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History of Himachal Pradesh

  • The earliest known inhabitants of the region were tribals called Dasas. Later, Aryans came and they assimilated in the tribes. In the later centuries, the hill chieftains accepted suzerainty of the Mauryan empire, the Kaushans, the Guptas and Kanuaj rulers. During the Mughal period, the Rajas of the hill states made some mutually agreed arrangements which governed their relations. In the 19th century, Ranjit Singh annexed many of the states. When the British came, they defeated Gorkhas and entered into treaties with some Rajas and annexed the kingdoms of others. The situation more or less remained unchanged till 1947. After Independence, 30 princely states of the area were united and Himachal Pradesh was formed on 15th April, 1948. With the recognition of Punjab on 1st November, 1966, certain areas belonging to it were also included in Himachal Pradesh. On 25th January, 1971, Himachal Pradesh was made a full-fledged State. The State is bordered by Jammu & Kashmir on North, Punjab on West and South-West, Haryana on South, Uttarakhand on South-East and China on the East.

Sources of History—

1. Archaeological Sources—
The importance of Archaeological sources for the history of Himachal Pradesh is varied in the absence of reliable literary sources.
The archaeological sources include stone tools implements coins inscription monuments and sculptures, the places where the excavation have been made include Guler, Dhaliara, Dehra, Masrur all in Kangra district.
Other surveys inducted in the areas of Jawalamukhi, Dehra-Gopipur and Nupur give indication about the early stone age.

Other prospective sites are– Balh Valley, Salanu, Nawahi near Sarkaghat, Siwa Badar in Mandi distt , Nirath, Dattanagar, Sholi, Sarahan, Nirmand, Hatkoti, Chitkul, Naggar, Bajaura, Jagatsukh.

1. Coins—
Himachal State Museum was established in 1973-74 at Shimla (first curator- Dr V. C. Ohri). The state museum Shimla and Bhuri Singh museum Chamba contain large collection of coins of Trigarta, Adumbra, Kulutas and Kunindas. The earliest 87 punchmarked coins out of which 25 coins are preserved in the Bhuri Singh museum Chamba and 12 are kept in state museum Shimla found from Arki, 21 coins of Appllodotus have been found in Tappa Mewa village in Hamirpur distt, while 31 coins are found from Jawalamukhi in Kangra district. Some Indo-Greek coins have also been found in Lachori and Saro village of Chamba distt.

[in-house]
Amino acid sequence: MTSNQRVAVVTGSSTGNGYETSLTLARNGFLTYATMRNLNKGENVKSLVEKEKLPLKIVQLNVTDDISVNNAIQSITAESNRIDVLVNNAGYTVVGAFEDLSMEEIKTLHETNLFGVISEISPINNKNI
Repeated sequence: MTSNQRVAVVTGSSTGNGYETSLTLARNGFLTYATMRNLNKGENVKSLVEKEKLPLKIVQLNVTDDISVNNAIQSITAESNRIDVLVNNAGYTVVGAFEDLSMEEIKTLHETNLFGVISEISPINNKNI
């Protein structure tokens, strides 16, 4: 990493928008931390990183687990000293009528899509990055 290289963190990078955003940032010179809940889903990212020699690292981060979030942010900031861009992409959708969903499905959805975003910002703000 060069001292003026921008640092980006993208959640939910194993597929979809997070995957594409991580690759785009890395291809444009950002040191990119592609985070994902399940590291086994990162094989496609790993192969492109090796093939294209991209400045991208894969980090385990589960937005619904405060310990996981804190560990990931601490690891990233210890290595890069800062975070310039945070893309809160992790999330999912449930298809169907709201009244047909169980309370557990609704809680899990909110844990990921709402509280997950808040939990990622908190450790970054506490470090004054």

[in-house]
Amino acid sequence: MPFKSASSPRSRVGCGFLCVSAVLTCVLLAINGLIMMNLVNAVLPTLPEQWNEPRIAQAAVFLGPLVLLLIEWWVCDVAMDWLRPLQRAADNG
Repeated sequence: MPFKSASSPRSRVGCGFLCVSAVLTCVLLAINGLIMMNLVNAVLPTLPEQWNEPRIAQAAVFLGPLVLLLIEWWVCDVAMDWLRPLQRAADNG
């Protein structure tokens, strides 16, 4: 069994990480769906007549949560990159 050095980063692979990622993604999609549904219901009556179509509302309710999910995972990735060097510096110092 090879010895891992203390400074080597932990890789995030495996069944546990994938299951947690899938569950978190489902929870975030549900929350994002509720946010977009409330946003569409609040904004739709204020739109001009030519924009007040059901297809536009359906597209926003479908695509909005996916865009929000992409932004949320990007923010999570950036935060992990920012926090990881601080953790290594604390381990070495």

2. Inscriptions–
A large number of copper plates and other relevant material is preserved in the Bhuri Singh Museum Chamba.
The earliest inscriptions have been found in Pathyar and Kanihara in Kangra district and Soopur from hillock cave inscription of Hatkoti in Shimla and Salanu near Manglor in Mandi district.

3. Stone Inscription–
Stone inscriptions can be divided in four categories- Rock inscription, fountain inscription, slab inscription, sati stone inscriptions. Those inscriptions have been written in various script such as Sharda, Kharoshti, Tankri, Kutila, Nagri, Sankha, Bhotia and Sidhamatrika. The highest number of inscriptions (36) have been found in the Chamba region. The Bhuri Singh Museum Chamba housing these inscriptions.

Literary sources—
1. Persian Sources:-
Some of the famous books are Tarikh-I-Yamini or Kitabul-Yamini (1020AD) followed by Khawand Mir’s Habibus Siyar (1523AD) and Farishta’s Tarikh-i-Farishta. The two contemporary chronicles namely the Tabaqat-I-Nasiri and Tarikh-I-Shahi often mention about the rebels finding shelter in the lower parts of Himachal Pradesh.
Ziauddin Barni has also made some reference to the Nagarkot invasion led by Sultan Muhammad-bin- Tughlaq. The siege and the conquest of the fort of Nagarkot by Sultan Firoz-Shah Tughlaq is found in Barani’s and Afif’sTarikh-i-Feruz Shahi‘, Farishta’sTarikh-i-Farishta‘. Akbar Bama and Ain-I-Akbari by Abul Fazal, Jahangir’s autobiographyTuzuk-I-Jahangiri‘ are the important source of informations related to the Muslim period of Indian History.

2. Sanskrit Literature:–
The famous among the Sanskrit books are the four VEDAS. The Rigveda speaks about various tribes of Himalayan foothills about 1800 B.C. Besides this Purana, Brahminas, Aranyakas, Ramayana, Mahabharat also have reference about the Himalayan region. In secular Sanskrit Literature Panini’sAshtadhyayi‘, the ‘Raghuvansham‘ of Kalidasa, Vishakhadutta’sDevichandra Guptam‘, ‘Mudrarakshasha‘, Kalhan’sRajtarangini‘ are very useful works, through light on the life of the people of this region.

3. Khalsa Literature:—
A fair amount of information is present in the SIKH historical and religious literature. The ‘Guru Granth Sahib‘ the holy scripture of the Sikhs, the ‘Bachitra Natak‘ of Guru Govind Singh, the ‘Janam Sakhis (biographies) of Sikh Gurus.

4. Travelogues:—
The amounts left by these foreign and domestic travellers are serving as very important source of information. HIUEN TSANG, the Chinese traveller left the reliable historical references about the Himalayan state, who visited India in 630 AD and remained till 648 AD. The KULUTA, JALANDHARA and SHRUGHNA states are mentioned by him. Among European travellers include William Finch and Thomas Coryat, who visited during the time of Aurangzeb. W. Moorcraft visited in 1820-22.

5. Vamhsavalis (Geneological rolls):—
The geneological rolls include the name of the rulers with tenure and various activities performed during that period. These rolls were prepared by the Rajgurus or Kulpurohits.

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